Reception: August 16th 6pm-9pm
What is the significance of the material things we keep? What do objects mean to us? Objects can simultaneously represent a presence and an absence, hold memories, and sentimental value to people and times which have passed. Using the medium of the paper arts, Lost and Found touches on the body and memory, and calls attention to the emotional value and impact of found objects. Through the acts of making and re-contextualization, the significance and value of these found objects shifts. Hosted in Artscape Youngplace’s first floor Hallway Gallery, Lost and Found features the work of three artists who are a part of Paperhouse Studio’s Membership Program. The artists have incorporated found footage, experimental photography processes, metal and wire, handmade papers, and more.
Lost and Found is Paperhouse Studio’s first Members show. Paperhouse Studio’s Membership Program aims to encourage diversity, inclusivity, and accessibility, following a pay-what-you-can model. Members have access to studio facilities, discounts on supplies and classes, access to Canadian Bookbinders and Book Artists’ Guild’s Open Studio workshops, and more.
Paperhouse Studio offers a Work Exchange Membership, a volunteer-for-rent program. The goal is for volunteers to develop arts based work experience and have access to studio space. For every 2 hours of volunteer time, members get 1 hour of personal studio time.
Image: Elspeth Wood “Facts and Fiction” Van Dyke photo prints, 2016
Paperhouse Studio is an experimental arts studio rooted in paper as the medium. We strive to create an approachable, educational, and playful environment for artists, to encourage accessibility and inclusiveness, and to share our space and expertise in order for artists to experiment and explore new ideas in their work.
For more information visit: https://paperhousestudio.com
Paperhouse Studio Membership Program: https://paperhousestudio.com/membership/become-a-member/
Elspeth Wood –
I am a part time student at OCADU and at the Toronto School of Art. I have a small darkroom in my basement in Muskoka. When I first moved out of the city, I took many shots of old farm buildings in various states of decrepitude. I thought about the narrative of the families that had lived there.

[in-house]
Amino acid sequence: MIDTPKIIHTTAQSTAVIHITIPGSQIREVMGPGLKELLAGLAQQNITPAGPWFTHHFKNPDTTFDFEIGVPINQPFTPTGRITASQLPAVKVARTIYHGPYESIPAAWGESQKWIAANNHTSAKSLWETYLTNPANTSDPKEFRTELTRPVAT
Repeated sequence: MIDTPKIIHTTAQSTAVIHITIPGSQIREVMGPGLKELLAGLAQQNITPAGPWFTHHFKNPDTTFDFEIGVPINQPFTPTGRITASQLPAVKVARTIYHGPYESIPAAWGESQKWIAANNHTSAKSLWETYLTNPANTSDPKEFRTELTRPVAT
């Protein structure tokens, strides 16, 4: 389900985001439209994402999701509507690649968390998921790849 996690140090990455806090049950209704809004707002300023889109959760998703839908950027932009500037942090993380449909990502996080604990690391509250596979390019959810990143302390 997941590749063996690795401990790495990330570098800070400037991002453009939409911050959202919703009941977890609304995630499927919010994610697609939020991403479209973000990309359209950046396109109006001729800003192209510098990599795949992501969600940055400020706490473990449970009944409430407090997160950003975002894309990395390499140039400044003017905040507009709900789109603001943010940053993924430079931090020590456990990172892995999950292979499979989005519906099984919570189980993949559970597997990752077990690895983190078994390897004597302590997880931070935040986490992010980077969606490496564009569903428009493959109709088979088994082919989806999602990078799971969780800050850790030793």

More recently I am interested in making photos in the sunlight or in the full moonlight.
Jill Smith –
Jill Smith is an interdisciplinary artist based in Toronto, Ontario (b. 1995). Her most recent work explores everyday absurdity, as well as the connective possibilities of materiality. By re-contextualizing familiar motifs with organic, bodily forms, her work calls into question how one both exists and performs as a social body. While Smith’s work stimulates the imagination through whimsical and nonsensical colour and form, it is the relatable, yet ambiguous materiality that offers a platform to question the familiar, and escape to the alien and the uncanny.
Smith holds a Bachelor of Fine Arts (Honors Specialization in Studio Art) at Western University in London, Ontario. Her work includes printmaking, ceramics, photography, and painting, relying heavily on experimentation and process. Smith has exhibited her work in galleries across Ontario, such as the Artlab Gallery, Forest City Gallery, The Arts Project, Open Studio, Earl Selkirk Gallery at ARTiculations, and Daniels Spectrum, as well as Friends and Neighbours Gallery in Montreal, Quebec. She has participated in artist residency programs including Sparkbox Studio (Picton, ON), AGA Lab (Amsterdam, NL), and Luminous Bodies (Toronto, ON).
James Spyker –
James Spyker is a book binder and box maker.